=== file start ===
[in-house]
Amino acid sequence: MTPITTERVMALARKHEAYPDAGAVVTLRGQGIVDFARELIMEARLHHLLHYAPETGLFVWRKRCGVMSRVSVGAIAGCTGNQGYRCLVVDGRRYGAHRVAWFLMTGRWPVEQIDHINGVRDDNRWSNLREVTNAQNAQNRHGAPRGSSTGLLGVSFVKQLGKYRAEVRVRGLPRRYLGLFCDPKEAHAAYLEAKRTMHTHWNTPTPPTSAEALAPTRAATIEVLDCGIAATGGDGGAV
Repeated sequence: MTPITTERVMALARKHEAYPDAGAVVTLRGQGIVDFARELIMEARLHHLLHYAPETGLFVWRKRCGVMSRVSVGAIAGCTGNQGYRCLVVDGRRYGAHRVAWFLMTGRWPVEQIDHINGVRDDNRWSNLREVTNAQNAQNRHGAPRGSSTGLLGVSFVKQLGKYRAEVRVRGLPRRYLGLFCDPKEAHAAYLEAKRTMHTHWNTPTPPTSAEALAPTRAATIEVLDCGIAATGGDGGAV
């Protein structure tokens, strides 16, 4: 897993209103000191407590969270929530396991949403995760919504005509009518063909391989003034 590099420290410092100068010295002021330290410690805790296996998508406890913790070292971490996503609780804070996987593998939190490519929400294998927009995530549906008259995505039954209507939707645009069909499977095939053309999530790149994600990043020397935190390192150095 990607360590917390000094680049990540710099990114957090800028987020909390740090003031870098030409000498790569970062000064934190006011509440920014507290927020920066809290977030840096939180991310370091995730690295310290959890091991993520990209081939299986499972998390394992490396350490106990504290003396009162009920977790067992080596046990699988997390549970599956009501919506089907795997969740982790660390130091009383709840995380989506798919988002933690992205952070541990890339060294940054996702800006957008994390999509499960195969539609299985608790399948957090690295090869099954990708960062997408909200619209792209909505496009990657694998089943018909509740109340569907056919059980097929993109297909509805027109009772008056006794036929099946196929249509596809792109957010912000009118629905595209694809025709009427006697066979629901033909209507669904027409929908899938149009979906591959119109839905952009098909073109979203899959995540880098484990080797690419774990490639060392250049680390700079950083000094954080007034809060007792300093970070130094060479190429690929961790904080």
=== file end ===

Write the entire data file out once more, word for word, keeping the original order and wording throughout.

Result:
[in-house]
Amino acid sequence: MTPITTERVMALARKHEAYPDAGAVVTLRGQGIVDFARELIMEARLHHLLHYAPETGLFVWRKRCGVMSRVSVGAIAGCTGNQGYRCLVVDGRRYGAHRVAWFLMTGRWPVEQIDHINGVRDDNRWSNLREVTNAQNAQNRHGAPRGSSTGLLGVSFVKQLGKYRAEVRVRGLPRRYLGLFCDPKEAHAAYLEAKRTMHTHWNTPTPPTSAEALAPTRAATIEVLDCGIAATGGDGGAV
Repeated sequence: MTPITTERVMALARKHEAYPDAGAVVTLRGQGIVDFARELIMEARLHHLLHYAPETGLFVWRKRCGVMSRVSVGAIAGCTGNQGYRCLVVDGRRYGAHRVAWFLMTGRWPVEQIDHINGVRDDNRWSNLREVTNAQNAQNRHGAPRGSSTGLLGVSFVKQLGKYRAEVRVRGLPRRYLGLFCDPKEAHAAYLEAKRTMHTHWNTPTPPTSAEALAPTRAATIEVLDCGIAATGGDGGAV
């Protein structure tokens, strides 16, 4: 897993209103000191407590969270929530396991949403995760919504005509009518063909391989003034 590099420290410092100068010295002021330290410690805790296996998508406890913790070292971490996503609780804070996987593998939190490519929400294998927009995530549906008259995505039954209507939707645009069909499977095939053309999530790149994600990043020397935190390192150095 990607360590917390000094680049990540710099990114957090800028987020909390740090003031870098030409000498790569970062000064934190006011509440920014507290927020920066809290977030840096939180991310370091995730690295310290959890091991993520990209081939299986499972998390394992490396350490106990504290003396009162009920977790067992080596046990699988997390549970599956009501919506089907795997969740982790660390130091009383709840995380989506798919988002933690992205952070541990890339060294940054996702800006957008994390999509499960195969539609299985608790399948957090690295090869099954990708960062997408909200619209792209909505496009990657694998089943018909509740109340569907056919059980097929993109297909509805027109009772008056006794036929099946196929249509596809792109957010912000009118629905595209694809025709009427006697066979629901033909209507669904027409929908899938149009979906591959119109839905952009098909073109979203899959995540880098484990080797690419774990490639060392250049680390700079950083000094954080007034809060007792300093970070130094060479190429690929961790904080």